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Serbia Holds Referendum On Multiparty Elections

July 1, 1990

BELGRADE, Yugoslavia (AP) _ People in Yugoslavia’s largest republic voted Sunday on whether to hold free elections before adoption of a new constitution that would give it more power over a southern province.

Turnout was light on a hot Sunday morning in Belgrade, which serves as both the seat of the federal government and the capital of the Serbian republic. Voting will continue Monday, and results are to be released Tuesday.

Serbian Communist President Slobodan Milosevic announced the referendum June 25 for Serbia, the largest of Yugoslavia’s six republics.

It was preceded by a barrage of propaganda in the state media calling on voters to support a delay in free elections until after enactment of a new constitution, for which no date has been set.

Serbia’s Communist authorities in the past have rejected Western-style pluralism.

The northern Yugoslav republics of Slovenia and Croatia, in contrast, held the first free elections this spring in 45 years for local legislatures. Both elections were won by center-right parties, which trounced the Communist parties that called the elections.

Yugoslavia’s other three republics are scheduled to hold free elections later this year.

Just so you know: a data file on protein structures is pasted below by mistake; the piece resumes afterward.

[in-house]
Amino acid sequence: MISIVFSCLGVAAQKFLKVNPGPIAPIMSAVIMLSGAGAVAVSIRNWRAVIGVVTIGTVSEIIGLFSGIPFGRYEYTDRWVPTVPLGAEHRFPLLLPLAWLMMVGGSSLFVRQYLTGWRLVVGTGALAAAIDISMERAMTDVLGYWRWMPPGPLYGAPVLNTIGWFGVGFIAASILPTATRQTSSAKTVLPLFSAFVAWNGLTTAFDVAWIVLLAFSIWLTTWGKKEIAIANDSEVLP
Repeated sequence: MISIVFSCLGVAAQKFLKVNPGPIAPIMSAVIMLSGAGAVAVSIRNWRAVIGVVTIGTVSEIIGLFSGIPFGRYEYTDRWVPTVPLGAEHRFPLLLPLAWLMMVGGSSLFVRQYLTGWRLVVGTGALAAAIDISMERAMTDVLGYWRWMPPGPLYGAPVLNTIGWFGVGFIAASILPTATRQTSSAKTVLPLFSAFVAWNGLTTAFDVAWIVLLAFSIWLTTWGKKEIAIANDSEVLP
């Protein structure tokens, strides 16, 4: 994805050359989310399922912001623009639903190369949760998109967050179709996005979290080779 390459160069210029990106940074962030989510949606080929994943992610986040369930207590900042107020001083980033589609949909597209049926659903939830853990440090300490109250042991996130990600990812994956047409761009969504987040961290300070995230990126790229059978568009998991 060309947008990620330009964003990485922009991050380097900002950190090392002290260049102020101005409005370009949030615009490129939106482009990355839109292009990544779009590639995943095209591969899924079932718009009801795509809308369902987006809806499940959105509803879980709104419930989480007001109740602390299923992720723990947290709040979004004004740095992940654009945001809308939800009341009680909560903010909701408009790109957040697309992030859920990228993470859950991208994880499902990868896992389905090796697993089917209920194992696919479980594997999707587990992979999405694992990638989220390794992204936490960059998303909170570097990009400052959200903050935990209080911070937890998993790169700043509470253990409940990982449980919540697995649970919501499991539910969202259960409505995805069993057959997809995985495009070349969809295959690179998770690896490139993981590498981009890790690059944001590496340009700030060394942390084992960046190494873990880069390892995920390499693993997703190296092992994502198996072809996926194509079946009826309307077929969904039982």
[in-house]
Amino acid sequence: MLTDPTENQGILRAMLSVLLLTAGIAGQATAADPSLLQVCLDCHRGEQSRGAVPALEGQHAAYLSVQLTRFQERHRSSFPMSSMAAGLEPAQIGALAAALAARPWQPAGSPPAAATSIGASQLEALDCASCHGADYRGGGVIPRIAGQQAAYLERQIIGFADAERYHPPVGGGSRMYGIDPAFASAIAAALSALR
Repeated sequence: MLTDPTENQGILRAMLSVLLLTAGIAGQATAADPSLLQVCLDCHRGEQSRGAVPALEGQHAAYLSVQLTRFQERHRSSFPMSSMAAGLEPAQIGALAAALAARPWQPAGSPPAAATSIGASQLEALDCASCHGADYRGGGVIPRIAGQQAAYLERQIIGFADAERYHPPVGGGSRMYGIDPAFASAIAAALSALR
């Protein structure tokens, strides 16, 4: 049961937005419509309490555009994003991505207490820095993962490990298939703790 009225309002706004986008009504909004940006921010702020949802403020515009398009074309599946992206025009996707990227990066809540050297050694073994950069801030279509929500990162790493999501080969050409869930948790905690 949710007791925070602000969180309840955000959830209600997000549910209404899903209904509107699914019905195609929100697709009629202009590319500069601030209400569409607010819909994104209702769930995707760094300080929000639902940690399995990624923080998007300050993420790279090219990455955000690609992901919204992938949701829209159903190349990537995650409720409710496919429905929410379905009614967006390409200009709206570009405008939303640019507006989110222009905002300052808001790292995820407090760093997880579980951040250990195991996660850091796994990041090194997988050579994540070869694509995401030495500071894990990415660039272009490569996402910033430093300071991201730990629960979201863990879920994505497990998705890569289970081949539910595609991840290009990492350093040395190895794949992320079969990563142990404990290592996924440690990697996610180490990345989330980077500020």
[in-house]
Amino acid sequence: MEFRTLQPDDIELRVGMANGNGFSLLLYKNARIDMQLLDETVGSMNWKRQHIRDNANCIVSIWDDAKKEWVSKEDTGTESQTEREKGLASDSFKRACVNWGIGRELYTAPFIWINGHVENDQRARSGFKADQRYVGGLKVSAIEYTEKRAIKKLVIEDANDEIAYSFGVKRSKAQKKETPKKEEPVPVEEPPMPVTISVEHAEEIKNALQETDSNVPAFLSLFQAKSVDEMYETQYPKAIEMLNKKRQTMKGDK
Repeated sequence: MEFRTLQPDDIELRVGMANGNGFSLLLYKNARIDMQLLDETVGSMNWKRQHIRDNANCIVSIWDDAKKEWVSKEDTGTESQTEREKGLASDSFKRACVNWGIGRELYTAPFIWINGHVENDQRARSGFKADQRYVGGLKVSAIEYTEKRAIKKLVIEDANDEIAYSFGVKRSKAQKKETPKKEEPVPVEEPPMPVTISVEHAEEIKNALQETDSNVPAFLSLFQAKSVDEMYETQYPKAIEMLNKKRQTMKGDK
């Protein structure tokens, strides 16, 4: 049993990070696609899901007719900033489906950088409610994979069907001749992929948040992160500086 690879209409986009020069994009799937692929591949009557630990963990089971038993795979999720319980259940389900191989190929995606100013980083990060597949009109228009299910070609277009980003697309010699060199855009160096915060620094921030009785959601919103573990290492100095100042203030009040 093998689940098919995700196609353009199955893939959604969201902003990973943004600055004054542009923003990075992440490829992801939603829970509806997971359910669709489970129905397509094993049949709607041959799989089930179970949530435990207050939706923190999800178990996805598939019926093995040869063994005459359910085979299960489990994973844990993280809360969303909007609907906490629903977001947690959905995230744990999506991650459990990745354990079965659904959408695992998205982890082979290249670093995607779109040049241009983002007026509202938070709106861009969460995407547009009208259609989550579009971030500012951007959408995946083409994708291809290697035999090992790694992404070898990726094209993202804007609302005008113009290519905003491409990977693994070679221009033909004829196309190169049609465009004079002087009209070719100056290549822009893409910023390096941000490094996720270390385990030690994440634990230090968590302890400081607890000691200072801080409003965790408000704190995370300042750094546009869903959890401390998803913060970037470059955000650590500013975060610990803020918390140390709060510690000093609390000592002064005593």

Milosevic claims that multiparty elections cannot be held in his republic because ethnic Albanians, who make up 90 percent of the 1.7 million inhabitants of Serbia’s southern Kosovo province, will vote for separatists advocating the region’s secession.

At least 60 ethnic Albanian protesters have been killed since February 1989, when the republic set strict limits on Kosovo’s autonomy and demonstrations resulted.

The possible elimination of the Kosovo parliament through a new constitution would make ethnic Albanians a small minority in the Serbian parliament. Ethnic Albanians do not necessarily want independence, but do want their previous partial autonomy restored.

The ethnic Albanians seek restoration of the broader autonomy they enjoyed under a 1974 constitution that was amended in March 1989. Serbia said the changes were needed to protect the Serbian minority in Kosovo from alleged harassment by ethnic Albanians.

The Serbian parliament previously adopted unspecified new powers to amend measures passed by Kosovo’s administration in a further extension of Serbian control.

Serbian Communists claim full ethnic Albanian autonomy is the first step toward Kosovo seceding from Yugoslavia and joining neighboring Albania.

A coalition of Serbian opposition parties, described as ″national traitors″ by the government media, have insisted Kosovo’s problems have been caused by the ruling Communists and that they can only be resolved after a democratically elected government takes over in Serbia.

Opposition leaders were attacked and beaten by police when they tried to stage a protest in front of Belgrade Television to demand equal access to the media.

No opposition representatives were present at any of the voting stations visited by a reporter, but Communist officials claimed they would be allowed to observe the proceedings if they wished.

Ethnic Albanian leaders in Kosovo have called on people in Kosovo to boycott the referendum.

″Nothing can be decided without Albanians in Kosovo anymore,″ said Azem Vlasi, a former Communist leader in the province, said in an interview with the Nedelja weekly.

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